HEADLINE IOC official: Beijing 2022 Winter Olympic venues will be landmarks with a legacy

HEADLINE

IOC official: Beijing 2022 Winter Olympic venues will be landmarks with a legacy

Xinhua

21:01, April 19, 2018

National Speed Skating Oval, dubbed the Ice Ribbon.jpg

National Speed Skating Oval, dubbed the Ice Ribbon, built in Beijing for the 2022 Winter Olympics. (Photo: VCG)

BEIJING, April 19 - IOC Vice President Juan Antonio Samaranch Jr. says the Beijing 2022 Olympic venues will be landmarks for everyone taking part in winter sports.

Samaranch, who came to Beijing to attend the 4th IOC - Beijing 2022 Project Review, says he is impressed by the solid preparation of the Beijing Organizing Committee.

"They are very very proficient. They know what they are doing. They know what they have on their hands. Of course, there are things we can learn together to do better," Samaranch said after Thursday's meeting. 

During the two-day meeting the IOC and the Beijing Organizing Committee had discussions about constructions of venues and marketing.  

The Vice-President also mentioned the importance of the "New Norm" to promote the Olympics more efficiently. 

"We just presented and approved in the IOC Session a couple of months ago the 'New Norm', which is how to make the organization of the Olympic Games more efficient with less cost and focusing on [it's] legacy. We'll be discussing that today, this afternoon...how to implement the 'New Norm' within the working plans already existing in Beijing," Samaranch said.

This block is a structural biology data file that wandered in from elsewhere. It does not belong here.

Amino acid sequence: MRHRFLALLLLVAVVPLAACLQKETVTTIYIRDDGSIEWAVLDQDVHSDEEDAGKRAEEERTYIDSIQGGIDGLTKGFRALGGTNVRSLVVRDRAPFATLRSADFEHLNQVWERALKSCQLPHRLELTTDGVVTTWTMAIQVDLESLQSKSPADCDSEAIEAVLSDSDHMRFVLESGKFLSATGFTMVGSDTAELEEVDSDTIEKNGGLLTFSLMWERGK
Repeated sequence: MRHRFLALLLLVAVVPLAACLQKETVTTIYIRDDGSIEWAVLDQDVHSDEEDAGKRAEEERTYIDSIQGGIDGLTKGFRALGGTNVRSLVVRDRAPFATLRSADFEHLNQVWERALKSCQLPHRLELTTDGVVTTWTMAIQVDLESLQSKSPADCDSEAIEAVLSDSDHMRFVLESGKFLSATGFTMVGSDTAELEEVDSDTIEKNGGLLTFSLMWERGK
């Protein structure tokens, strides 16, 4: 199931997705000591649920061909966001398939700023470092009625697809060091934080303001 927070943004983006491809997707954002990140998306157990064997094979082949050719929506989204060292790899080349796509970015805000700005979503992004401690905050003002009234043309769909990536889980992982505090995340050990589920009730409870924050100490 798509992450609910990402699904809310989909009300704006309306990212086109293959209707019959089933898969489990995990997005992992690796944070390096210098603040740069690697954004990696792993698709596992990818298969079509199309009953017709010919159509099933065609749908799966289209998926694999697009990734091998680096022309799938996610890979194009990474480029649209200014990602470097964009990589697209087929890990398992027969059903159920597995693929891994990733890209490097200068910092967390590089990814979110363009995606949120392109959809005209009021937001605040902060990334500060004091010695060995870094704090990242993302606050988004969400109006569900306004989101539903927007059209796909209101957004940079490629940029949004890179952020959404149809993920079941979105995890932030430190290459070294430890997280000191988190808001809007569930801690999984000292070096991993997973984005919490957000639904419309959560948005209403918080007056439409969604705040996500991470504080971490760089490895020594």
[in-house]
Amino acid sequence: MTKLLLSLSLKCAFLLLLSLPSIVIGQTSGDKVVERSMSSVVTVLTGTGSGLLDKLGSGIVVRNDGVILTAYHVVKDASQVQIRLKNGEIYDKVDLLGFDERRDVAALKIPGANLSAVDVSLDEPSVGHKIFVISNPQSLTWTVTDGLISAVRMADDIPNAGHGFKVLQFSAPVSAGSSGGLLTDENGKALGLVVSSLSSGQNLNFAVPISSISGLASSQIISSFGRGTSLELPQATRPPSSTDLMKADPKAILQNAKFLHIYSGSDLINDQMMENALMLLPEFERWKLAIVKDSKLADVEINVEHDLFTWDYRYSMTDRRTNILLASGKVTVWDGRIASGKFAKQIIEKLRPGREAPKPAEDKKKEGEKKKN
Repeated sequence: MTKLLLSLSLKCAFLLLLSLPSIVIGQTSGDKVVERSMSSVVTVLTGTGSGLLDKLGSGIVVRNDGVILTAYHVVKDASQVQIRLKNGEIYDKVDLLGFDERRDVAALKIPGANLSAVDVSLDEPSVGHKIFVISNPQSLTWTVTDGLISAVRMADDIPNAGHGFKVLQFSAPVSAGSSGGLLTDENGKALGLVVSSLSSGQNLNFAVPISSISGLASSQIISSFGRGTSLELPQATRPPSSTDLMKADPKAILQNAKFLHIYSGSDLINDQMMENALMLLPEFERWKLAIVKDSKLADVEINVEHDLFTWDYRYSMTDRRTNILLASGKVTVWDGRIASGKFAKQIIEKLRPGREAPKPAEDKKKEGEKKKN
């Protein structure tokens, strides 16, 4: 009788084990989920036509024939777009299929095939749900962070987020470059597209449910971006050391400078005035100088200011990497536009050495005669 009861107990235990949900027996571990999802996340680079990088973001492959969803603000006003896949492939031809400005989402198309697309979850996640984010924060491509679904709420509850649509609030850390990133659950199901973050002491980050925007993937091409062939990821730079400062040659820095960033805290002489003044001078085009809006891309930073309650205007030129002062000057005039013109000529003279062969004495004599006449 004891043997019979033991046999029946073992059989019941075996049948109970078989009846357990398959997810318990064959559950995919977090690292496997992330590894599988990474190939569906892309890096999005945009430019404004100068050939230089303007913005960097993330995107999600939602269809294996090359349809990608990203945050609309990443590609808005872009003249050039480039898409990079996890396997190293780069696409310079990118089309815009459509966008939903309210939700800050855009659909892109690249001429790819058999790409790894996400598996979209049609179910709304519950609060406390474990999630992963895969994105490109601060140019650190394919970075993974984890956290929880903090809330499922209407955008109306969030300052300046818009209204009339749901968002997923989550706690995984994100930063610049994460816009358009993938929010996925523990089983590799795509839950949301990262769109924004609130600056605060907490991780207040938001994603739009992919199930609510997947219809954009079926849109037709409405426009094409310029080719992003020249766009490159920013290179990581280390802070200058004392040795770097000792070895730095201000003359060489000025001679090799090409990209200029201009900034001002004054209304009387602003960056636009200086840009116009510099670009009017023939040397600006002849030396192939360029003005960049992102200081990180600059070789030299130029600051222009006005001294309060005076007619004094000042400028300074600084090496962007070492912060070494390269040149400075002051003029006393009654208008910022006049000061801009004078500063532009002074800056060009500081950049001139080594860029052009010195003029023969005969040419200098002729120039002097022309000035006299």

Samaranch believes Beijing 2022 venues will not only be landmarks for winter sports in the world, but also benefit local communities with a "win-win" legacy. 

"We've been reviewing the venues. They are to the utmost standards of any international federation. So when they are built, they will be the best venues in their particular specialties in the world," Samaranch added. 

Samaranch says that many millions of Chinese people and Asians are going be able to join the winter sports community through those facilities; it's a "win-win" for everyone. 

 "[About the] the budget, we keep insisting that the Games have to be done with less money, more intelligence," Samaranch said. "There is a lot of intelligence in this country. There are a lot of intelligent people in China. So we will manage to get that right in the budget."

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